MySQL Raise Error with SIGNAL

Mysql Signal

In this tutorial, we will learn how to raise an error using the signal statement. The SIGNAL and RESIGNAL statements are very similar to each other except few points. We will see the details and examples of the SIGNAL statement in this article and for the RESIGNAL statement, we will have a separate tutorial.

Also read: MySQL Index Hints- FORCE INDEX

Introduction to MySQL SIGNAL

The SIGNAL statement is used to throw an error in the stored programs such as stored procedures, stored programs, triggers or events. Using the SIGNAL, you can return an error number, SQL STATE value or a custom message.

To execute the SIGNAL statement, you don’t need any special privilege.

In short, you can use the SIGNAL statement to return a custom message when an error occurs in the program.

Also read: Variables in MySQL Stored Procedures – Easy Implementation

MySQL SIGNAL Statement Syntax

The following syntax shows the correct way to use the SIGNAL statement-

SIGNAL condition_value [SET signal_information_item [, signal_information_item] ...] condition_value: { SQLSTATE [VALUE] sqlstate_value | condition_name } signal_information_item: condition_information_item_name = simple_value_specification
Code language: SQL (Structured Query Language) (sql)

Here,

The condition_value tells the error value to be thrown. The condtion_value can be an SQLSTATE or a condition_name which refers to the previously created named definition with the DECLARE … CONDITION statement.

The SQLSTATE value for a SIGNAL statement shouldn’t begin with the number “00” because these values imply success rather than an error. Instead, they should begin with a value other than ’00’. Either the SQLSTATE value is explicitly provided in the SIGNAL statement or it is referenced by a named condition in the statement, but either way, it is true. A Bad SQLSTATE problem manifests itself when the value is incorrect.

Optionally, the SIGNAL statement includes a SET clause with a list of condition information item name = simple_value_specification assignments, separated by commas, for each signal item.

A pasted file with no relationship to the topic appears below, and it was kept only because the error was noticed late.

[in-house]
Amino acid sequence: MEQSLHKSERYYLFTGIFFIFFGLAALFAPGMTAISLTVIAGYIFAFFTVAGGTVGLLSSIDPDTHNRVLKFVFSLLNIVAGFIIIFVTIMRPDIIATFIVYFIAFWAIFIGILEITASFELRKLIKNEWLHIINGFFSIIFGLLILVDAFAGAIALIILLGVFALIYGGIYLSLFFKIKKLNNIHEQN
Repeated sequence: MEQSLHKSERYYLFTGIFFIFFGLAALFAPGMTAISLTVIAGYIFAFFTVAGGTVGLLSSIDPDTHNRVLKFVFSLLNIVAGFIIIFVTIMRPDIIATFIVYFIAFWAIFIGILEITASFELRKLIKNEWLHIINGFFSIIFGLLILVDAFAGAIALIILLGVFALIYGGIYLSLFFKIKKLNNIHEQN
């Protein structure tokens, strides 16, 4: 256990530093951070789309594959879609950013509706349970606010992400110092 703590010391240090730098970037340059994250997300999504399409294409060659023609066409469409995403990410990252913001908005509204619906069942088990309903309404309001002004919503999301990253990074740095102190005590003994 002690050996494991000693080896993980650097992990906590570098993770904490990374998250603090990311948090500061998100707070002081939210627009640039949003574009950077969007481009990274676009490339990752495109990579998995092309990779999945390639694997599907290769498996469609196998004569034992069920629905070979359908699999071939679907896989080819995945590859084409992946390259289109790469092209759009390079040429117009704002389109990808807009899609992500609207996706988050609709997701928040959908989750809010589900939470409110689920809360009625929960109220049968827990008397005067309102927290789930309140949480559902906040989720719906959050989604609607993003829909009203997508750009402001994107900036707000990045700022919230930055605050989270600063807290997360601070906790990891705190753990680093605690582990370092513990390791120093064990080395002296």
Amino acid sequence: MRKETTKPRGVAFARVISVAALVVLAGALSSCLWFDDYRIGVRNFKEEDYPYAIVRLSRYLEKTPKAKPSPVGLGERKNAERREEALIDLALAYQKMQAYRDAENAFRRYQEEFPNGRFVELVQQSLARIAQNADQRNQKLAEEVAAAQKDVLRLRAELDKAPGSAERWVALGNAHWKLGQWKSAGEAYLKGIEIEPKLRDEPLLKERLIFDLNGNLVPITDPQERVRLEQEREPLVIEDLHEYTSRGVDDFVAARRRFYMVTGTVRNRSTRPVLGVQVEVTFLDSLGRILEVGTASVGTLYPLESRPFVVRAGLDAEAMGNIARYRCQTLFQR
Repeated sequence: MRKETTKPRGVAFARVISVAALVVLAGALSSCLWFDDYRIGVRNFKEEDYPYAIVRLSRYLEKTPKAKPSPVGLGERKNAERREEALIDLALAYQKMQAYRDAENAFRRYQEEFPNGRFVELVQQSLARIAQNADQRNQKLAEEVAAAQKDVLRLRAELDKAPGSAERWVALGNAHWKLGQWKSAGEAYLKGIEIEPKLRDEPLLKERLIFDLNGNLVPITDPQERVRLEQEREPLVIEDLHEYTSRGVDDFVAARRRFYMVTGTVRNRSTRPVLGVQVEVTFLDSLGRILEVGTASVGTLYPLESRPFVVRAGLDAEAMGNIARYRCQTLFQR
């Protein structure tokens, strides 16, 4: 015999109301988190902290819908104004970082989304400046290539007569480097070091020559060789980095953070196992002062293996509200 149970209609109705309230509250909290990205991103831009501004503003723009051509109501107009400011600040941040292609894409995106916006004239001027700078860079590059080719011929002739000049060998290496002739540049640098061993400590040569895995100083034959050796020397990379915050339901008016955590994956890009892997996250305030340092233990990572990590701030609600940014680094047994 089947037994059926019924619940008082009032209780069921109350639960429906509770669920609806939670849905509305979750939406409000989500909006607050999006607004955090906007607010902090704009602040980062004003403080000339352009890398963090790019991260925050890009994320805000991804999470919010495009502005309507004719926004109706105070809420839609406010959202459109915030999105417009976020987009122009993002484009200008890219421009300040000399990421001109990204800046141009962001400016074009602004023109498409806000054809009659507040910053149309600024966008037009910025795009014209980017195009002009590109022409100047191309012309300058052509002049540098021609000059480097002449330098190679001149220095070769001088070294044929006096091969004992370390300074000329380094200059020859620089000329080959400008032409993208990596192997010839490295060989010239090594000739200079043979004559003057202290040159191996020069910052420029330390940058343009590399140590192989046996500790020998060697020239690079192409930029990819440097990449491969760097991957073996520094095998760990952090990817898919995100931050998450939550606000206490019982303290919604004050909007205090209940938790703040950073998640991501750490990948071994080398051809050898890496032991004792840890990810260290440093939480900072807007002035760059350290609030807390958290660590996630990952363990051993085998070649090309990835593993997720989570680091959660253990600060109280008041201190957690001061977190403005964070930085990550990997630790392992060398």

Use the code “45000,” which stands for “unhandled user-defined exception,” to indicate a generic SQLSTATE value.

MySQL SIGNAL Statement Examples

Now we will take some examples to demonstrate the use of the SIGNAL statement.

Here, we will create a procedure to show the use of warnings and errors with the signal statement.

DROP PROCEDURE IF EXISTS signalDemo; DELIMITER // CREATE PROCEDURE signalDemo(num INT) BEGIN IF num = 0 THEN SIGNAL SQLSTATE '01000'; ELSEIF num = 1 THEN SIGNAL SQLSTATE '45000' SET MESSAGE_TEXT="error raised 1"; ELSEIF num = 2 THEN SIGNAL SQLSTATE '45000' SET MESSAGE_TEXT="error raised 2"; ELSE SIGNAL SQLSTATE '01000' SET MESSAGE_TEXT="warning raised" , MYSQL_ERRNO = 1000; END IF; END; // DELIMITER ;
Code language: SQL (Structured Query Language) (sql)

Here, if the value of num is 0, the procedure will signal a warning because the SQLSTATE value that starts with ’01’ is the warning.

Note that, the warning doesn’t terminate the procedure.

When the value of num is 1 or 2, the procedure signals an error and sets the message_text item. Here, after the error is caught, the procedure terminates and the text that you set earlier will be displayed.

If the value of num is anything else, the procedure signals the warning and sets the custom message with the error number.

Let’s examine everything by calling the procedures.

CALL signalDemo(0);
Code language: SQL (Structured Query Language) (sql)
Generate Warning With Signal
Generate Warning With Signal
CALL signalDemo(1); CALL signalDemo(2);
Code language: SQL (Structured Query Language) (sql)
Generate Error With Signal
Generate Error With Signal
CALL signalDemo(3);
Code language: SQL (Structured Query Language) (sql)
Set Custom Warning Message
Set Custom Warning Message

A specific SQLSTATE value is used to signal the condition if the SIGNAL statement specifies that value.

Let’s take an example of divide by zero error.

DROP PROCEDURE IF EXISTS div_by_zero; DELIMITER // CREATE PROCEDURE div_by_zero(divisor INT) BEGIN IF divisor = 0 THEN SIGNAL SQLSTATE '22012'; END IF; END; // DELIMITER ;
Code language: SQL (Structured Query Language) (sql)
Divide By Zero Error
Divide By Zero Error

You can also give them a name to the signal statement. If you do so, the condition must be defined using the SQLSTATE value instead of the MySQL error number.

Let’s re-write the above procedure using the named signal statement.

DROP PROCEDURE IF EXISTS div_by_zero; DELIMITER // CREATE PROCEDURE div_by_zero(divisor INT) BEGIN DECLARE div_by_zero_error CONDITION FOR SQLSTATE '22012'; IF divisor = 0 THEN SIGNAL div_by_zero_error; END IF; END; // DELIMITER ;
Code language: SQL (Structured Query Language) (sql)
Named Signal Divide By Zero Error
Named Signal Divide By Zero Error

Summary

In this tutorial, we have learned about the SIGNAL statement in MySQL. It is a broad topic to learn and understand. However, it is one of the most important topics in MySQL. It is absolutely worth learning the SIGNAL topic. If you want to get a more detailed view of the SIGNAL, you can check out its official documentation.

References

MySQL official documentation on the SIGNAL.